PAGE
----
Category Archives: 1983

Wham! – Fantastic

July 9, 1983
Innervision/ Columbia/ SME
Wham! - Fantastic
1. Bad Boys // 2. A Ray of Sunshine // 3. Love Machine // 4. Wham Rap! (Enjoy What You Do?) // 5. Club Tropicana // 6. Nothing Looks the Same In the Light // 7. Come On // 8. Young Guns (Go For It!)

Fantastic, the debut album of UK-based 1980s blue eyed soul duo Wham! is one of those albums that is uniformly shitted upon, not only by music connaisseurs but especially by its creator (the guy who wrote, composed, sang and produced everything on this record) George Michael. Three of the singles released, as well as that album-title seem to indicate that it was meant to play as a sort of practical joke on the listener. Wham! Rap (Enjoy What You Do?) and Young Guns (Go For It!) appear to be a parodies of sorts of topical Kurtis Blow rap-disco songs. The former glorifies unemployment and mooching off ones parents, the latter laments the concept of early marriage. Then there’s Bad Boys which is a whiny synth-pop ditty about the joys of defying ones parents hopes and expectations of you becoming a functioning member of society, a sentiment which is also an undercurrent on the former two songs.

It’s a shame that these dated, goofy travesties of songs are the songs best remembered off Fantastic because there’s more positive, less gimmicky hedonism to be found on this record. On the one single that actually sounds like Wham! gave a fuck about what they were doing; Club Tropicana, there’s silliness a plenty, but this cheese is less stinky. And the faux-latin disco instrumental and catchy-as-ebola hook make this one a summertime jam for the ages.
A Ray of Sunshine and Come On are more generic, but no less fun in their rubbery throwaway funk-lite vapidness. The same goes for the Miracles-cover Love Machine, which sounds pretty much exactly like the original version, except caucasian. These, and especially the atmospherically hungover/blue ballad Nothing Looks the Same in the Light, in retrospect appear to indicate of Michael’s future one-hundred-million+ records sold. They also make up over half of this half hour-album’s running time, so while Fantastic is far from perfect, (even calling it good would be a bit of a stretch) it’s not complete shit as George Michael would have you believe.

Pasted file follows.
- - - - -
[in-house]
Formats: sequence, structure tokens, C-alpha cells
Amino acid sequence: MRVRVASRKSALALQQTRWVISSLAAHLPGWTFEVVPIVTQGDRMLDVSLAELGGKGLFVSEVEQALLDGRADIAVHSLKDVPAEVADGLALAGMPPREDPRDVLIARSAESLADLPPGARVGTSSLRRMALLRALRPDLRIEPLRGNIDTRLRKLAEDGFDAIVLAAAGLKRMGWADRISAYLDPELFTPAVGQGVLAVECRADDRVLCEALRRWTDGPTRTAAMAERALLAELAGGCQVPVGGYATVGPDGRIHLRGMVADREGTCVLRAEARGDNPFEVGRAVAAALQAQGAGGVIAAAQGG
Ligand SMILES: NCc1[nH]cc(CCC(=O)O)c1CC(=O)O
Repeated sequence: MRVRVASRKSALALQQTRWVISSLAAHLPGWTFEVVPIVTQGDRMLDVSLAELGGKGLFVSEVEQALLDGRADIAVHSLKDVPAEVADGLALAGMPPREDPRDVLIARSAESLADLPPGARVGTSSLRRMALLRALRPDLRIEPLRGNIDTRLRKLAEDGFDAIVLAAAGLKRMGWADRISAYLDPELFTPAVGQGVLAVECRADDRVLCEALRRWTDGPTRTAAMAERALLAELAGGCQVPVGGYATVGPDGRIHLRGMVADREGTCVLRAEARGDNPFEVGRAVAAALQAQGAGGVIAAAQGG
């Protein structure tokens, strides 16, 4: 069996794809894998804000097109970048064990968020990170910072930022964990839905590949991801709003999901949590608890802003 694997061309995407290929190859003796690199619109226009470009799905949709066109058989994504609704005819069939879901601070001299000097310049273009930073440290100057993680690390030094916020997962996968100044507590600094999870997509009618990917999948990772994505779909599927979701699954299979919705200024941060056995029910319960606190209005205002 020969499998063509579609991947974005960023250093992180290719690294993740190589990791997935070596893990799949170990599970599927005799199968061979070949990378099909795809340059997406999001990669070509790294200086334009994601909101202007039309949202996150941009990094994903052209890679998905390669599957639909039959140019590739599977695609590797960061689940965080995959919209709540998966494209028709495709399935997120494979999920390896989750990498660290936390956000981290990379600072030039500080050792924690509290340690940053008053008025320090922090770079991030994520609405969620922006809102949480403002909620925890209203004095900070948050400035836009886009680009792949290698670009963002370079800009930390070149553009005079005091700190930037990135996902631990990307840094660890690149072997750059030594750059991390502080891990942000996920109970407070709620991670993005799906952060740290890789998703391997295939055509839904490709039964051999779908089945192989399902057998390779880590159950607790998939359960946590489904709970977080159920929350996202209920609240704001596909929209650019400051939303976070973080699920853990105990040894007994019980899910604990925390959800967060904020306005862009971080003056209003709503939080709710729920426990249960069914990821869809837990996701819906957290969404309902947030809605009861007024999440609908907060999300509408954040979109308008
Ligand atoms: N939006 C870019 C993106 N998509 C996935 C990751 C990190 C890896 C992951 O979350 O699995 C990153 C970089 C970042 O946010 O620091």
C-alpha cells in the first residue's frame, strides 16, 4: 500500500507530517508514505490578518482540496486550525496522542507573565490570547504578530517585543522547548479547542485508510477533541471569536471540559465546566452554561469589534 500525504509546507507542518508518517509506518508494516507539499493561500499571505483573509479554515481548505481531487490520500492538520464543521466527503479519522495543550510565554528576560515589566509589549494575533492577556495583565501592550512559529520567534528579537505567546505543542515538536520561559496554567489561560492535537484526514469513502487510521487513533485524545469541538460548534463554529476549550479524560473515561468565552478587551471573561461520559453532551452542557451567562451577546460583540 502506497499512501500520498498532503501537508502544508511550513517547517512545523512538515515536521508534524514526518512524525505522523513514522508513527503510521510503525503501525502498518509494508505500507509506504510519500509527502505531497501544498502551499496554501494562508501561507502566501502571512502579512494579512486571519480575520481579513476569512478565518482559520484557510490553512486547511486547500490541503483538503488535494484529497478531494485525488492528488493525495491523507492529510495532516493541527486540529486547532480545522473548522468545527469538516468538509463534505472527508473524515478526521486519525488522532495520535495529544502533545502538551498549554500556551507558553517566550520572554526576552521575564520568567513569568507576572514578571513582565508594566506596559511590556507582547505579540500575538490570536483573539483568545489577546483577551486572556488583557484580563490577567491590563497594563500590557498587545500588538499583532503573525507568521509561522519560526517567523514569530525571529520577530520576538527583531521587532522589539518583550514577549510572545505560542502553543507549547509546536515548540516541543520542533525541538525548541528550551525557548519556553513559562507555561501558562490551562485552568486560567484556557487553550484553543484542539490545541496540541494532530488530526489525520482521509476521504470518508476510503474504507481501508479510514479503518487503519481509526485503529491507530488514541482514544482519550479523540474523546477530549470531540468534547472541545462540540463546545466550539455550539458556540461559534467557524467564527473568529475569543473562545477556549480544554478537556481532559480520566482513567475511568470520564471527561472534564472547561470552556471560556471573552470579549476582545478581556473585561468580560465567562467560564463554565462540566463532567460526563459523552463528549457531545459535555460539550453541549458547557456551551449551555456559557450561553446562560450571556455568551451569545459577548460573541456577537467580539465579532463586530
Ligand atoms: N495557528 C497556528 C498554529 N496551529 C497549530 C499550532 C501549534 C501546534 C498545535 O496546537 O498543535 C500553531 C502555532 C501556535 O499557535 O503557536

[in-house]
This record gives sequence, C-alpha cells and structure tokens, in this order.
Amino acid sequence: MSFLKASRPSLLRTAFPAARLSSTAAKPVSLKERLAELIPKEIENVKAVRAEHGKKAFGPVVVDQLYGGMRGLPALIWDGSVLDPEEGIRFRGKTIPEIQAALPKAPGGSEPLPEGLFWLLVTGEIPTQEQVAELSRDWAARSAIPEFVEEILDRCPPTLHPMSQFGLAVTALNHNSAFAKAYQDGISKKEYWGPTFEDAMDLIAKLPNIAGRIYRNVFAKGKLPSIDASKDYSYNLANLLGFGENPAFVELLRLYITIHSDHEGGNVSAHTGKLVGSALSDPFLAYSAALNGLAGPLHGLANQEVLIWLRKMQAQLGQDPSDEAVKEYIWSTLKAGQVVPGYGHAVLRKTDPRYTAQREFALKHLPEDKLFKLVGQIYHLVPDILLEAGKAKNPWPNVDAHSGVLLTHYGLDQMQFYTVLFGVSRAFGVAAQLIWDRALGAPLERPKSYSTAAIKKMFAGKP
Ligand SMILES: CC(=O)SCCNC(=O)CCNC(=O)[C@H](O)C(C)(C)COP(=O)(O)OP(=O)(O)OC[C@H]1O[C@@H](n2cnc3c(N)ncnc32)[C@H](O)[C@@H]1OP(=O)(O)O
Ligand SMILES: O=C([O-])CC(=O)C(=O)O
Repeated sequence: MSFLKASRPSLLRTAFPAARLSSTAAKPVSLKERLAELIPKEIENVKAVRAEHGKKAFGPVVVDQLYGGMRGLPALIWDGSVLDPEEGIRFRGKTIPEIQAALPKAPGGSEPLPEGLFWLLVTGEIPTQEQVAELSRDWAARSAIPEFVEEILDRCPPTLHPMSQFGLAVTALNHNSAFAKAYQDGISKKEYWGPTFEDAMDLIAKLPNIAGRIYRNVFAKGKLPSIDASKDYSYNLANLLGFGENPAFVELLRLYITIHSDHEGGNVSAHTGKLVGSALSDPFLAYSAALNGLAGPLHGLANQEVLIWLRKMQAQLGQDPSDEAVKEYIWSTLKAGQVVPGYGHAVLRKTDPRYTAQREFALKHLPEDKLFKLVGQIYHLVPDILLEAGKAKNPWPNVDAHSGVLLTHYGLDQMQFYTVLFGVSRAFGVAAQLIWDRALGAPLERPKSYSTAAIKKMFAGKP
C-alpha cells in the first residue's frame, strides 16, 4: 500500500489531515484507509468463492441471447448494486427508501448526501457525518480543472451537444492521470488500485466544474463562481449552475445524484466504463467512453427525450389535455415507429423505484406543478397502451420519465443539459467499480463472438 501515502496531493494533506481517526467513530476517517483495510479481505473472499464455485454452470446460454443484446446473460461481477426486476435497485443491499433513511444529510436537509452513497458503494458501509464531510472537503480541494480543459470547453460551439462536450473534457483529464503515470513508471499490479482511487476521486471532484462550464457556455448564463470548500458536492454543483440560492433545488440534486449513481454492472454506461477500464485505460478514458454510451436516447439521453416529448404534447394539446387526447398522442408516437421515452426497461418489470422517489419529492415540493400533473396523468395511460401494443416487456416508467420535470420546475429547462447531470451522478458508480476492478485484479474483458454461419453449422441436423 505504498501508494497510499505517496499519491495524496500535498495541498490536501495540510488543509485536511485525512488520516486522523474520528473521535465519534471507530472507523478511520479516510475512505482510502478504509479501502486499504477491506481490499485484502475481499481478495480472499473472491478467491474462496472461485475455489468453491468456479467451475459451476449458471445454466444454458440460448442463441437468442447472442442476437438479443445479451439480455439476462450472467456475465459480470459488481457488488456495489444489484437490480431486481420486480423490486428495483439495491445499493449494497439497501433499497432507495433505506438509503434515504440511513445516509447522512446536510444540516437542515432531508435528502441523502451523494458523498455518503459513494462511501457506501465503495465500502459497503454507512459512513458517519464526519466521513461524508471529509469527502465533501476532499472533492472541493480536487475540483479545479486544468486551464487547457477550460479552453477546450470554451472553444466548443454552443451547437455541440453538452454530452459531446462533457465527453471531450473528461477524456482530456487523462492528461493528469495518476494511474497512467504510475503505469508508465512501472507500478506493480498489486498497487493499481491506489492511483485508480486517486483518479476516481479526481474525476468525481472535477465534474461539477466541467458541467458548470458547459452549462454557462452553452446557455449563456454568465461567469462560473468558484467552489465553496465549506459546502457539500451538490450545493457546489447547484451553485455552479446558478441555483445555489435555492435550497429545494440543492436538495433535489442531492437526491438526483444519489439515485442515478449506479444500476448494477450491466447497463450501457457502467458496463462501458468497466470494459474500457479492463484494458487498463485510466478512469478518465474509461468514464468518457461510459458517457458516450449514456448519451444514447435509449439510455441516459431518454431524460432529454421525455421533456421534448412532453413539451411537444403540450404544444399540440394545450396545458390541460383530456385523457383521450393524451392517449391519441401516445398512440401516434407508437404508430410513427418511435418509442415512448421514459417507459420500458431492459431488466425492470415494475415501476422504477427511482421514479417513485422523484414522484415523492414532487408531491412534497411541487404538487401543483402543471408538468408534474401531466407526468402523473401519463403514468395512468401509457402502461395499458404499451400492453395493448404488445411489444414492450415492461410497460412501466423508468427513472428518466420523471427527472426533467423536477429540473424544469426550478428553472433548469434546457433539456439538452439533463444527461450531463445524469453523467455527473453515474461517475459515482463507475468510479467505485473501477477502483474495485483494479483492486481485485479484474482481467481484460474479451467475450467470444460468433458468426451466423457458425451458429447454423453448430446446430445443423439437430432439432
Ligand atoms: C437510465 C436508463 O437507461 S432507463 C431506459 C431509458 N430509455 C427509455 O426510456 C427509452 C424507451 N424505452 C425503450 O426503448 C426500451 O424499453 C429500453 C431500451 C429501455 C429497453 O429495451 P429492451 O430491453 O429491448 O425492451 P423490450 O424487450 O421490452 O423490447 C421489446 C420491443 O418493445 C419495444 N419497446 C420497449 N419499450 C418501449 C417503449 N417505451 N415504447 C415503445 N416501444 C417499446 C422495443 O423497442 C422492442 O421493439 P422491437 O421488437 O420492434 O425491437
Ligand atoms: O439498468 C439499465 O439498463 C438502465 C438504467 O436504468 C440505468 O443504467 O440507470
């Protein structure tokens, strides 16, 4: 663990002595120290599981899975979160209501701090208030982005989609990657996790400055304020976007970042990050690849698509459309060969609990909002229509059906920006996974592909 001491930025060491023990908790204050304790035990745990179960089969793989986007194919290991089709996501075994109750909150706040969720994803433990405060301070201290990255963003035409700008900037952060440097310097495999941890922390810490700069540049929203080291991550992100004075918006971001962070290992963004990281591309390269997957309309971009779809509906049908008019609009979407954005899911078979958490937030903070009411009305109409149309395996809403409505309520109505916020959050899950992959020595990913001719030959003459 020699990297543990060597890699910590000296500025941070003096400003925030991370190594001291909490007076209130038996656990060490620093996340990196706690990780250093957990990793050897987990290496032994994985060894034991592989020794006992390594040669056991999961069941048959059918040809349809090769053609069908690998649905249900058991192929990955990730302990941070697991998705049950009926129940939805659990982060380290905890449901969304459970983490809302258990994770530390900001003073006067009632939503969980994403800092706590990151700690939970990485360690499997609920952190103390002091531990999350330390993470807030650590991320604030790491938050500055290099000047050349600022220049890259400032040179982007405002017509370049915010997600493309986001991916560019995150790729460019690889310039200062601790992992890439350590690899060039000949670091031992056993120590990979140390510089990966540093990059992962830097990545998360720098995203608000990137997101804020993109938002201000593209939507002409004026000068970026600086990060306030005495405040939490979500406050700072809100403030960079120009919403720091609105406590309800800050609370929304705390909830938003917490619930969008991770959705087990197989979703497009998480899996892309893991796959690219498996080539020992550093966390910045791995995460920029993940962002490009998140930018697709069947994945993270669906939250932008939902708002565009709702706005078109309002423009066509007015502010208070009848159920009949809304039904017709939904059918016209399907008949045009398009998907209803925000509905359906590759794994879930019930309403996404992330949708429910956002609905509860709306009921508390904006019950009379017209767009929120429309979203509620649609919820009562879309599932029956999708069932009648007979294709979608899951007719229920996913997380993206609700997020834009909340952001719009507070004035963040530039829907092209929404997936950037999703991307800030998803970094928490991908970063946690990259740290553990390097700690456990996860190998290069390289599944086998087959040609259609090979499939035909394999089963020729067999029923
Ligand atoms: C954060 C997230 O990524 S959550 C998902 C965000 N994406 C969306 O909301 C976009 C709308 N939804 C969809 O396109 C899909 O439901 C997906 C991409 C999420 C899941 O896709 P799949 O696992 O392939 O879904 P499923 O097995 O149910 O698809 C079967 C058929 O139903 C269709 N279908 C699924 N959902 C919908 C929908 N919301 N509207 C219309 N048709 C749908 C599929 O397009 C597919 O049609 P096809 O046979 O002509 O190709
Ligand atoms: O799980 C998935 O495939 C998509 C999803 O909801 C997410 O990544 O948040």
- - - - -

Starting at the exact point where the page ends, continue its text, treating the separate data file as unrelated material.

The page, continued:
Best tracks
A Ray of Sunshine
Club Tropicana
Come On
Nothing Looks the Same in the Light

1980s post-disco aficianados may want to give the above four tracks a spin.

New Edition – Candy Girl

New Edition
Candy Girl
March 15, 1983
Streetwise/ Warlock
New Edition - Candy Girl
1. Gimme Your Love // 2. She Gives Me a Bang // 3. Is This The End? // 4. Pass the Beat // 5. Popcorn Love // 6. Candy Girl // 7. Ooh Baby // 8. Should Never Have Told Me // 9. Gotta Have Your Lovin’ // 10. Jealous Girl

Few guessed in 1983, when Candy Girl dropped, that this rather literal 1980s appropriation of the Motown-era Jackson 5’s career would in fact take off and never really die out (not even today, even if they’re not as big as they used to be). Since ’83 they have released seven group albums and every member has found some form of succes outside of the group. Bobby Brown being the best example, selling eight million copies of his sophomore Don’t Be Cruel. And every time the guys regroup they manage to rack up some interest with music audiences worldwide.